Mayor Liam Galvin with Freda Colbert-Kerr following the wreath-laying ceremony [Picture: Don Moloney / Press 22]
A WREATH was laid at the entrance to Colbert Station yesterday to mark the 100th anniversary of the execution of Limerick man Con Colbert following the Easter Rising.
The Mayor of Limerick City and County, Cllr Liam Galvin, attended the ceremony along with Freda Colbert-Kerr - a direct descendant of Con Colbert who was born in Castlemahon in West Limerick.
Ms Colbert-Kerr, who was born in the city, told those at the event, which was organised by Iarnród Eireann, that her cousin was an “ordinary man in an extraordinary time”.
Con Colbert – who was a member of the secretive Irish Republican Brotherhood (IRB) – was one of four men who were shot at Kilmainham Gaol on May 8, 1916.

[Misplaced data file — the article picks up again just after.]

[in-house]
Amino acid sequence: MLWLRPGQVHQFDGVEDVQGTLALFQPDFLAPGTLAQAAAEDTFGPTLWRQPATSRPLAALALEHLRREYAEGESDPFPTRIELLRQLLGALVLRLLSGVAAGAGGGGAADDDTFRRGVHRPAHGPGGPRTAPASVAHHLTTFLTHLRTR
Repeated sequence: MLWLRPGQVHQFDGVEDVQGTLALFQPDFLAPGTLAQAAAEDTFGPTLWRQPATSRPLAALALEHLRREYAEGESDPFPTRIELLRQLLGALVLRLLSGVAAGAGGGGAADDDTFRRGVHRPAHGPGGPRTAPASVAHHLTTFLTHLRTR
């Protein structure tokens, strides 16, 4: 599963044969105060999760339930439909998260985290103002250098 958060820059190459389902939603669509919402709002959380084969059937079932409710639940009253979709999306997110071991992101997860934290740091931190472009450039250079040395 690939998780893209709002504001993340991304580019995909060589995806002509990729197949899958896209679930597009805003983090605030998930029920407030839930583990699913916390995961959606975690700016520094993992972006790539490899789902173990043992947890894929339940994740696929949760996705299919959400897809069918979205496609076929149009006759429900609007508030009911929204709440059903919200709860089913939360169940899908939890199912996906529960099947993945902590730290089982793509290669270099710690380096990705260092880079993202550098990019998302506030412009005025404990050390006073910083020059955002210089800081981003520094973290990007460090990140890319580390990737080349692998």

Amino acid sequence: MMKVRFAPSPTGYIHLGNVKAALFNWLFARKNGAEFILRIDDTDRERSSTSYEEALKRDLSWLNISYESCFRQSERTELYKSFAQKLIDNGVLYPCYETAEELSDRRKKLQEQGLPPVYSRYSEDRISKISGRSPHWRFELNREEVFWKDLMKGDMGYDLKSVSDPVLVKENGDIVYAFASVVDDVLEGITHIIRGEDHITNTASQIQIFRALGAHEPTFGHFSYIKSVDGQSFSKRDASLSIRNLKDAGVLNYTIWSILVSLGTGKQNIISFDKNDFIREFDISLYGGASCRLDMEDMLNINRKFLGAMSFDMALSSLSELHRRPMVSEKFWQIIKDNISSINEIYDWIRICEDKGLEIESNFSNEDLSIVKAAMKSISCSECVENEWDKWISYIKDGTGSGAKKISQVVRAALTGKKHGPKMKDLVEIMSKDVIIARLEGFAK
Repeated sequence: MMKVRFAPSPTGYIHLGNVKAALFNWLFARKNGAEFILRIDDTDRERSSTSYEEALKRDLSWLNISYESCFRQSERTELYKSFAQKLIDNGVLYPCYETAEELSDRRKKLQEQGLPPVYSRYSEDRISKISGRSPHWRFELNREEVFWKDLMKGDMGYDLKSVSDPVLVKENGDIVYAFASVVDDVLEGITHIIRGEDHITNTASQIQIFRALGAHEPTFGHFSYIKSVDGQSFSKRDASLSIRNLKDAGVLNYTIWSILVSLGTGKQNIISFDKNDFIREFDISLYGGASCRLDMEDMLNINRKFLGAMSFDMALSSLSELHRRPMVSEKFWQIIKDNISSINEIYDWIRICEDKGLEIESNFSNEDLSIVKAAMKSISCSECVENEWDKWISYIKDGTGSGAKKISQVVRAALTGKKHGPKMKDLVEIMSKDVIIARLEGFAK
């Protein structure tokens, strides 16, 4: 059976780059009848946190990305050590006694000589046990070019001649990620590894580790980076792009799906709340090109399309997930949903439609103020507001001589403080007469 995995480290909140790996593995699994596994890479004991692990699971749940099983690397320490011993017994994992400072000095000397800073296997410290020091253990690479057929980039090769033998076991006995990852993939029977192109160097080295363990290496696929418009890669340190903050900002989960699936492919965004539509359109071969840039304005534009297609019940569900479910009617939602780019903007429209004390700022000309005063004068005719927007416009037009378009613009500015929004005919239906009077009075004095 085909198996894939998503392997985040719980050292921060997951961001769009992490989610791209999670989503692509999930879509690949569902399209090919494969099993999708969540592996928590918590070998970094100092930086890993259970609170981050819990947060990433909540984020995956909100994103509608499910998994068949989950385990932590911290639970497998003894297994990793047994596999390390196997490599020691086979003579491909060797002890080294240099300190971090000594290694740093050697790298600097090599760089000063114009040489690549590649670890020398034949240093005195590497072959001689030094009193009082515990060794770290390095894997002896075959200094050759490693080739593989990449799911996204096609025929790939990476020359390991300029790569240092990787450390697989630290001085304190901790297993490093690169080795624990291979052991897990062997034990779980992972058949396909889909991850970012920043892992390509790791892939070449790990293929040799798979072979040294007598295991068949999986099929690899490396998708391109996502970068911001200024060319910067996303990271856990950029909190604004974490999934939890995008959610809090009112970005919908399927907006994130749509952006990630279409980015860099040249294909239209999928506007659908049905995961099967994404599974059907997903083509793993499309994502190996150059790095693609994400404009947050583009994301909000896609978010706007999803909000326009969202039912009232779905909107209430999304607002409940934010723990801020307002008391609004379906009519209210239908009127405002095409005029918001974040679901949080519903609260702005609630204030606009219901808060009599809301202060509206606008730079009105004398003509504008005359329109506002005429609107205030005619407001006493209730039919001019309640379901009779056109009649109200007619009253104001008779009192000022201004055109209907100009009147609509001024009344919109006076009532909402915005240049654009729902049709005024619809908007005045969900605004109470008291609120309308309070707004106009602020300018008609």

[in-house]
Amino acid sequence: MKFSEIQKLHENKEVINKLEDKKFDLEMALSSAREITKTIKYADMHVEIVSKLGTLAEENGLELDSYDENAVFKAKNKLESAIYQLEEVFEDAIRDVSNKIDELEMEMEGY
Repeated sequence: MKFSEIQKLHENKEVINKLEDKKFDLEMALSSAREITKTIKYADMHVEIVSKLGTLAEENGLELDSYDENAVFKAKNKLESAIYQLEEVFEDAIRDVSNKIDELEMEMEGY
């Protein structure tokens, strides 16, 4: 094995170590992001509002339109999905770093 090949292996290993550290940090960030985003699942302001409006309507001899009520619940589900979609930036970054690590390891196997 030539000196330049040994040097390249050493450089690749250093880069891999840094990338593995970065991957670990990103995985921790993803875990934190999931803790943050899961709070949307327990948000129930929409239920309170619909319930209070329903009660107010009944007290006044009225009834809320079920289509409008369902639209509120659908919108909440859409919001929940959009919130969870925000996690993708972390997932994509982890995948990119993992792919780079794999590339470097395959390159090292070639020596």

Fifty years later, the then government, decided to name railway stations across the country to honour those who were executed. As a result, Parnell Street Station was renamed as Colbert Station on April 10, 1966.
Before laying the wreath yesterday afternoon, Mrs Colbert-Kerr said she is proud to be related to Con Colbert.
“In honouring Con Colbert today, we remember, above all, his courage, vision, bravery and self-sarcifice. Con was known to be very self-disciplined, deeply religious and dedicated to the cause,” she said adding that he was also a great lover and supporter of the Irish language.
Dr Brian Murphy, OSB, of Glenstal Abbey delivered the oration at yesterday afternoon’s ceremony.
Meanwhile, a life-size sculpture of Con Colbert was unveiled at his one-time home in Moanlena, Castlemahon yesterday evening.
The sculpture is located at the gable of the house where a memorial plaque was erected in 1966, to commemorate the 50th anniversary of the Easter Rising.
Mayor Galvin, who attended both events, said the people of Limerick city and county are proud of the contribution Con Colbert made a century ago.